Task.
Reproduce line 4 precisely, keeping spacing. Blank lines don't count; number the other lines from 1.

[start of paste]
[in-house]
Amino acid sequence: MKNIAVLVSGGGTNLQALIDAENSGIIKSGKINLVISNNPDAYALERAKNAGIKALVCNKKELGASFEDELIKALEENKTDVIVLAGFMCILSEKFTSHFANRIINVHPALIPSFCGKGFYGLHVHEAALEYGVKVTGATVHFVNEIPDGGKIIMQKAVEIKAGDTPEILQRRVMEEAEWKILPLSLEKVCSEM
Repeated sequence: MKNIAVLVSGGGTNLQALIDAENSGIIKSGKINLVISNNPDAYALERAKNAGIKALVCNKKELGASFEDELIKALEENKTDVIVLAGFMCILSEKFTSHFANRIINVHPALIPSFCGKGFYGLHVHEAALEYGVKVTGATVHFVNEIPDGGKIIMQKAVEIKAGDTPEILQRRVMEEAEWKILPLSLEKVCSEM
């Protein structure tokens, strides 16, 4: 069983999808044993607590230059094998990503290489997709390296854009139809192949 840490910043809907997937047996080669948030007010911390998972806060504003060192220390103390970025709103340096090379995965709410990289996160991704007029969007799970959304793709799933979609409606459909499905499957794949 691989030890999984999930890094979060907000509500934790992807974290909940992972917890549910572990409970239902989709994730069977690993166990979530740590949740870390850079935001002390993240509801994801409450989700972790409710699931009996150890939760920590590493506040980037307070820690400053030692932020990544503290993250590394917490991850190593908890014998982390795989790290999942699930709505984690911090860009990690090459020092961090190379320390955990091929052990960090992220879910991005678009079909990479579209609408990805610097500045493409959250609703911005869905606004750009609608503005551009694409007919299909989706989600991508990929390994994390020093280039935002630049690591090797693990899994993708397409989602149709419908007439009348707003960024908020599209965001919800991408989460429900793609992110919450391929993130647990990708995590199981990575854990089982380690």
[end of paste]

């Protein structure tokens, strides 16, 4: 069983999808044993607590230059094998990503290489997709390296854009139809192949 840490910043809907997937047996080669948030007010911390998972806060504003060192220390103390970025709103340096090379995965709410990289996160991704007029969007799970959304793709799933979609409606459909499905499957794949 691989030890999984999930890094979060907000509500934790992807974290909940992972917890549910572990409970239902989709994730069977690993166990979530740590949740870390850079935001002390993240509801994801409450989700972790409710699931009996150890939760920590590493506040980037307070820690400053030692932020990544503290993250590394917490991850190593908890014998982390795989790290999942699930709505984690911090860009990690090459020092961090190379320390955990091929052990960090992220879910991005678009079909990479579209609408990805610097500045493409959250609703911005869905606004750009609608503005551009694409007919299909989706989600991508990929390994994390020093280039935002630049690591090797693990899994993708397409989602149709419908007439009348707003960024908020599209965001919800991408989460429900793609992110919450391929993130647990990708995590199981990575854990089982380690």